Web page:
First published in 2005, Stephenie Meyer’s Twilight novels quickly became a cultural phenomenon — creating an extraordinarily passionate fandom worldwide, and soon being followed up with five movies. Its story essentially revolves around an average teenage girl who, having moved in with her father in Forks, Washington (a real town), becomes involved in a love-triangle with a vampire and a werewolf. But while this scenario initially seems just a harmless concept typical of young adult fiction, many of its wider elements are complicated through the result of one major creative decision: the losing man is Indigenous.
In writing Twilight, Meyer ensured that behind every glittering vampire was a deep and fantastical backstory: Edward Cullen might appear seventeen years old, but he’s actually a survivor of the 1918 Spanish flu pandemic. But while a good amount of the Twilight storyline is an obvious product of fiction, vital pieces of the story world are lifted straight from our reality — most of those pertaining to the land and the Indigenous people in the region that this entire story takes place. Just as Forks is an actual location, so too is the nearby La Push, where local boy Jacob Black comes from. A member of the Quileute Tribe — a federally recognized Native American tribe that exists in the United States — the fictional Jacob attends school on the real-world reservation. Authors have always used real-life cultures as inspiration for their stories, but Meyers’ use of the Quileute people is made different through Jacob’s eventual loss.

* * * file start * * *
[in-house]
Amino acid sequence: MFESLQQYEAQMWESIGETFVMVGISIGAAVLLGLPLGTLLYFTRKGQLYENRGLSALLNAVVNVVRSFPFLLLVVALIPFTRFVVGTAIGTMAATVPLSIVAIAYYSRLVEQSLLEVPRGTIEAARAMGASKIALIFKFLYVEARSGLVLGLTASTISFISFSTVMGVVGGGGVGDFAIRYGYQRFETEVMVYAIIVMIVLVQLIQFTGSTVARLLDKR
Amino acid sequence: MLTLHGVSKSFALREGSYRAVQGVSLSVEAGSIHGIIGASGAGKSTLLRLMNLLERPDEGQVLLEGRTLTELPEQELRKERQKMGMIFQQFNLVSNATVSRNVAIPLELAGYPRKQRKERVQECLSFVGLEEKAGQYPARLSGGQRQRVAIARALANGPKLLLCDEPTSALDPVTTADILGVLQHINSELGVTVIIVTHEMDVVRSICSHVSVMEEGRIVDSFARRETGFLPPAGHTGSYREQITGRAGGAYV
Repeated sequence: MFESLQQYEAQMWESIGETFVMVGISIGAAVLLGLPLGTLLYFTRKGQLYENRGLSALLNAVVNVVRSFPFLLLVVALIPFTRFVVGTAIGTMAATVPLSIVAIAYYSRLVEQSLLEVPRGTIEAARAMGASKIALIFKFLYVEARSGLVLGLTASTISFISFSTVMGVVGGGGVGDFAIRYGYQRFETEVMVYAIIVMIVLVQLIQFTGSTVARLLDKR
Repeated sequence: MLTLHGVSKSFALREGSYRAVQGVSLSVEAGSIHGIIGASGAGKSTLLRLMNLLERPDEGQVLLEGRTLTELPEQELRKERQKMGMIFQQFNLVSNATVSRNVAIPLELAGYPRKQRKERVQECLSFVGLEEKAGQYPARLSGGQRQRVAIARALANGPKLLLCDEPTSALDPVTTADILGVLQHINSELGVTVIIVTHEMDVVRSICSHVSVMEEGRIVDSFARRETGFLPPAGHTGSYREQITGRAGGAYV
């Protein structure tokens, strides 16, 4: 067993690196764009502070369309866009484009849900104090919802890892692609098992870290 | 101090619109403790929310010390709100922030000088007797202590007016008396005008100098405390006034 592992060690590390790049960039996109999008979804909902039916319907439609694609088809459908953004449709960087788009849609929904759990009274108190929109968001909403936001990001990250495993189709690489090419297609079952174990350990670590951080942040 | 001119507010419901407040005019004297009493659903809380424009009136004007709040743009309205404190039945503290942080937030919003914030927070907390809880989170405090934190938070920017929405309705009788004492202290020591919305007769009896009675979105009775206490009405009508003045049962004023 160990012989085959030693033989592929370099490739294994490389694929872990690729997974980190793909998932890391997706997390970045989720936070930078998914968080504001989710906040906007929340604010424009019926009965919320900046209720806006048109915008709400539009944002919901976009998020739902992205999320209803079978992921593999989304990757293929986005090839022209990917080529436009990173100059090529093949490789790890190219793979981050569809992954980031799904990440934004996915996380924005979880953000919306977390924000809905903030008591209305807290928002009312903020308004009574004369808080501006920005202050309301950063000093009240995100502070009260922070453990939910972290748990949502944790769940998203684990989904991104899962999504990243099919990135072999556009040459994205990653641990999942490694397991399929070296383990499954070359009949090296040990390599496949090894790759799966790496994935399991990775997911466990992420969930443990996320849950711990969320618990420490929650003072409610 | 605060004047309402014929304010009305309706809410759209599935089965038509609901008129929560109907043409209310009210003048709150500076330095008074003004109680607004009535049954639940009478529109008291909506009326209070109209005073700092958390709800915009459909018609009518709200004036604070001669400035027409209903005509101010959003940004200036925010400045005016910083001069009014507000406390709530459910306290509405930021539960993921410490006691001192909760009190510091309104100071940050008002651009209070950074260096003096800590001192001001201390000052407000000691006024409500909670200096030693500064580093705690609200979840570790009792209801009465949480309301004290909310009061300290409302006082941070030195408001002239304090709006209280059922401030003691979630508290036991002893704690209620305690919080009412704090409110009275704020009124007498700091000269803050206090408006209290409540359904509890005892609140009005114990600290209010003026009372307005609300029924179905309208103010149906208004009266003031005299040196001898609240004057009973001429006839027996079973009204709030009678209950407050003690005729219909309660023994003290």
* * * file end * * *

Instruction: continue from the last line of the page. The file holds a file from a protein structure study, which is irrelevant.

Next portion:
Bella is completely infatuated with Edward, towards whom the love triangle is unfairly weighted. Edward is powerful, mysterious, and ridiculously white; in fact, the entire Cullen clan is made up of white vampires, so my guess is that Carlisle only felt like saving the desperate and dying souls that happened to look just like him. Edward’s physical traits matter only because of how pale he is as a love interest compared to the brown Indigenous man with a crush — furthering the possible tension that’s already present in the possibility of an interracial relationship with Bella.